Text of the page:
why do we celebrate human rights day in sa


Since 1995, Human Rights Day has been a public holiday celebrated in South Africa. It shares the day with the anniversary of the infamous , which occurred in 1960. This gross violation of human life happened when a march by ordinary South Africans protesting the
turned into a police-led bloodbath. The day marked a turning point for the future of South Africa and the , which intensified in its wake. The police brutality on display during Sharpeville, as well as other innumerable acts of violence under Apartheid, are what inspired South Africa s famously progressive , in which the right to life, regardless of race, gender or age is entrenched.


On March 21, 1960, 69 people were killed and 180 were wounded in Sharpeville when police fired on a peaceful crowd that had gathered at the police station to protest against the Pass laws. What are your rights? In terms of the Bill of Rights everyone has a right to life, equality and human dignity. All persons have a right to citizenship and security. Persons and groups are entitled to freedom of assembly, association, belief and opinion, and expression.

They have the right to demonstrate, picket and petition; everyone has the right to be free of forced labour, servitude and slavery. All persons have a right to privacy and to exercise political rights; all have a right to access to information and just administration action. They have rights when arrested, detained and accused, and must have access to courts. Protected rights include a healthy environment; housing, health care, food, water and social security. All have a right to freedom of movement and residence and of trade, occupation and profession.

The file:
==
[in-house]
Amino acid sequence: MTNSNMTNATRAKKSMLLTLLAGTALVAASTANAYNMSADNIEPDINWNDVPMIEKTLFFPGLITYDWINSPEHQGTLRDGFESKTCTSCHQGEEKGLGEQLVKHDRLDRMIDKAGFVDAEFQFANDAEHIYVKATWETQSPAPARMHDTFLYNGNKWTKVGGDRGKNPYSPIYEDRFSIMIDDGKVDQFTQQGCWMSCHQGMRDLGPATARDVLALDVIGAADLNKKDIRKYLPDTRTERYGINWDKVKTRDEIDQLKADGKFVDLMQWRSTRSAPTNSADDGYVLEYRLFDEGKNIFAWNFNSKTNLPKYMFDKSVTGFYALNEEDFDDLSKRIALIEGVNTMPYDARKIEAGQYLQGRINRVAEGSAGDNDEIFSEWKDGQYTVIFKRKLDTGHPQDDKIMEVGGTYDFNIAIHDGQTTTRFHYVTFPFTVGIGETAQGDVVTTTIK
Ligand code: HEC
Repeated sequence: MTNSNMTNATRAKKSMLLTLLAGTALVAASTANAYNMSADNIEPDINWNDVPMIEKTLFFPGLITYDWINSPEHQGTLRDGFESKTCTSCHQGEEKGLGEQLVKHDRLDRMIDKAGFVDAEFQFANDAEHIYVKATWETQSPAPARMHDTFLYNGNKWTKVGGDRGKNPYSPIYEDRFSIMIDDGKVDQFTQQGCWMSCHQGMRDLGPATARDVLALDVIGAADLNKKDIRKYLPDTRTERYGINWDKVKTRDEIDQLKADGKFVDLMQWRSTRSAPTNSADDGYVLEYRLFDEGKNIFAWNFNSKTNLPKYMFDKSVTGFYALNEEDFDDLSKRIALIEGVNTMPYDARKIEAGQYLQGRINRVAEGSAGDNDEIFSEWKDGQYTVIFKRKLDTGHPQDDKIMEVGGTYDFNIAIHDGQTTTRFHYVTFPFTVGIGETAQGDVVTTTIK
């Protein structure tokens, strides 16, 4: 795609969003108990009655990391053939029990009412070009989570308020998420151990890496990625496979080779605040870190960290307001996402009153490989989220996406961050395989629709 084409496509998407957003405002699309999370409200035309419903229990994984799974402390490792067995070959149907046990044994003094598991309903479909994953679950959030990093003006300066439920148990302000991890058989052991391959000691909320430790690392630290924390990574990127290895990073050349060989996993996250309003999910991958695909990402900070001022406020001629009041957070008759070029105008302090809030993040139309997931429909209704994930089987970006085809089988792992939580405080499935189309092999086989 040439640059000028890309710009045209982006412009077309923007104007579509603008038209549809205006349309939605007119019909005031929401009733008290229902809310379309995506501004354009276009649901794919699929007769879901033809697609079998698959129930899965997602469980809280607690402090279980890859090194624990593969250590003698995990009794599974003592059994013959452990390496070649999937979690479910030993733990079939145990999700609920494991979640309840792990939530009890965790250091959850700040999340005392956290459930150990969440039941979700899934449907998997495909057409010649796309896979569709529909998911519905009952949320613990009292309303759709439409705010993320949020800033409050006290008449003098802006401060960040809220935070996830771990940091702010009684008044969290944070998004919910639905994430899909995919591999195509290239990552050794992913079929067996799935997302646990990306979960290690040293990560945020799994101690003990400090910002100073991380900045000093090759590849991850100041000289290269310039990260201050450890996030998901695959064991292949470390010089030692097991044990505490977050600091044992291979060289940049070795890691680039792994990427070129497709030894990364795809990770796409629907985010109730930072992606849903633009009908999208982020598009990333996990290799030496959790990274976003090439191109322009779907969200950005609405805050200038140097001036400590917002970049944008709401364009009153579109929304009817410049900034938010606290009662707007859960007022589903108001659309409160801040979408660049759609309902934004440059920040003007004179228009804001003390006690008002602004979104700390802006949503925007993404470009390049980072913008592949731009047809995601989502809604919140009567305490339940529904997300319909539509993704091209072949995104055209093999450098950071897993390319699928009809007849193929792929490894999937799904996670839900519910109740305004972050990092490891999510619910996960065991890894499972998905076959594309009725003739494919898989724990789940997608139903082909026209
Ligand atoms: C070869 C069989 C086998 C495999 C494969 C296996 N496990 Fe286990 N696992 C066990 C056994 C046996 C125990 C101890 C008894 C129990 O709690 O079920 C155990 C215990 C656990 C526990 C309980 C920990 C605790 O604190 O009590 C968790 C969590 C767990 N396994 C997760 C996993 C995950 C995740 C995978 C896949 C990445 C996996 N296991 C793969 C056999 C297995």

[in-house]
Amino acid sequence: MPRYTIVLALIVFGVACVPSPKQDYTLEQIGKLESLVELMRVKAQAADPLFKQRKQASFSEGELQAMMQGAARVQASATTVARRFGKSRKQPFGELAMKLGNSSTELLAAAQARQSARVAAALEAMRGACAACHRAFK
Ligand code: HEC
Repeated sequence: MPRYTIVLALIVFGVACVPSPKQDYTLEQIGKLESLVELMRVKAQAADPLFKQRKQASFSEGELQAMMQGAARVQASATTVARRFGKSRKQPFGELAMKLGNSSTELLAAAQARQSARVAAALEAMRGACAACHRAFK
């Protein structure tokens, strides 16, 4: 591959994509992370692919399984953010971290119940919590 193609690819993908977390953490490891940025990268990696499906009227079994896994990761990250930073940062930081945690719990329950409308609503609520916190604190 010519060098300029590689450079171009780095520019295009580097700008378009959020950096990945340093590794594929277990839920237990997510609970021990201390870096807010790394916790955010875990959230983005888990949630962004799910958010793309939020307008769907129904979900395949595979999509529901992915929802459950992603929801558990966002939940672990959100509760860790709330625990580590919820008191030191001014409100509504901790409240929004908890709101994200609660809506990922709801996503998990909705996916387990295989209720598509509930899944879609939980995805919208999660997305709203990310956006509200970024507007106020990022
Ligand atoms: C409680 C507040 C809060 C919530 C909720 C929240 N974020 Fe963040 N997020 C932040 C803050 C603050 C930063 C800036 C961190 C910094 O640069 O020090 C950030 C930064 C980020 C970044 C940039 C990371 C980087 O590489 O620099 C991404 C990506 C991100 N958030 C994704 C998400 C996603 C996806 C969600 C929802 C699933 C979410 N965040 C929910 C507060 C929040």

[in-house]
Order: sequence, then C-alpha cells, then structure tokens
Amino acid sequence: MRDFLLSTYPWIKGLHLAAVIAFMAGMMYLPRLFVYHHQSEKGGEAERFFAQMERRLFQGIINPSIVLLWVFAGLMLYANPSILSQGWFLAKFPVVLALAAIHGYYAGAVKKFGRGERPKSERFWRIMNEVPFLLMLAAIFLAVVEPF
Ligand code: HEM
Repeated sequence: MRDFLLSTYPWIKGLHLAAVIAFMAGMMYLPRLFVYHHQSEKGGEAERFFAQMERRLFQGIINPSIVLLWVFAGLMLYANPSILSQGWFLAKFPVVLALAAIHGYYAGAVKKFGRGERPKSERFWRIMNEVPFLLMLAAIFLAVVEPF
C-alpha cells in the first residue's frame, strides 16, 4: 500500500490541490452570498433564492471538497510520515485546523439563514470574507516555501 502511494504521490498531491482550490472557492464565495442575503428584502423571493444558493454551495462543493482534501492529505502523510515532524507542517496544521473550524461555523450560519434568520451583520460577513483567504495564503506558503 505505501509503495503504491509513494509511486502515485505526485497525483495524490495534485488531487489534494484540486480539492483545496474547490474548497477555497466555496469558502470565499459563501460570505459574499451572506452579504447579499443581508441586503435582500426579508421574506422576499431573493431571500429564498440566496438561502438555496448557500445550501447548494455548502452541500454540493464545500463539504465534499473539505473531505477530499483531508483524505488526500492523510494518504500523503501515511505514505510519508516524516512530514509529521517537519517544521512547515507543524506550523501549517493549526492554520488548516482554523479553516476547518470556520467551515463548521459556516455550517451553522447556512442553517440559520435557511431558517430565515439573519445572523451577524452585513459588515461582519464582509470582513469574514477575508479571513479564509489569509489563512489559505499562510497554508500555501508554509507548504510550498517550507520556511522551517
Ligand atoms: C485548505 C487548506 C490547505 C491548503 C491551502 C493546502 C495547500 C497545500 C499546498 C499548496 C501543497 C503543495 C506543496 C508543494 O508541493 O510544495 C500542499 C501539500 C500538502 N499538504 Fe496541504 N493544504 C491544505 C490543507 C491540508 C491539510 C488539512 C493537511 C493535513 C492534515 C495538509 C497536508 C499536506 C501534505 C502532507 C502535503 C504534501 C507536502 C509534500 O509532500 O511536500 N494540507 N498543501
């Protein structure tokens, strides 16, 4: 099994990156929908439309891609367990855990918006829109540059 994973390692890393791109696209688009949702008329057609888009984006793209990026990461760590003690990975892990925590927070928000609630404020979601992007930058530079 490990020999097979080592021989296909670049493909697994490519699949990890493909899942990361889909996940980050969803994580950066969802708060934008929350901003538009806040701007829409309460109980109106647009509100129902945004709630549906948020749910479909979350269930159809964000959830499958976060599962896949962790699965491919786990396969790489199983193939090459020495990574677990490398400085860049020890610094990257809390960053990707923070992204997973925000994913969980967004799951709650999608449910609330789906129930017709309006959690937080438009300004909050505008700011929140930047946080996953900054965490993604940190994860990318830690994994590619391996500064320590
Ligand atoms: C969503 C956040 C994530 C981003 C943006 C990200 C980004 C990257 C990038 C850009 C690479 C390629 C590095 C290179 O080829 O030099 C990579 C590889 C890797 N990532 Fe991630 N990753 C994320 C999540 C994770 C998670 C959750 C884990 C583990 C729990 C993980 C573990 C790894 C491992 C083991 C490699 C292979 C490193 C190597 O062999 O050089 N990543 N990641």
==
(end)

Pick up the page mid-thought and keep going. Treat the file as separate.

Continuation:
In the workplace everyone has a right to engage in trade unions and labour movements. Anyone has the right to purchase property anywhere, and to a basic education. They have a right to language and culture and communities; and not least, freedom of religion and belief. The Bill of Rights also specifies the rights of persons belonging to cultural, religious or linguistic communities and the rights of children. In addition, there are specific laws to safeguard women and protect children.

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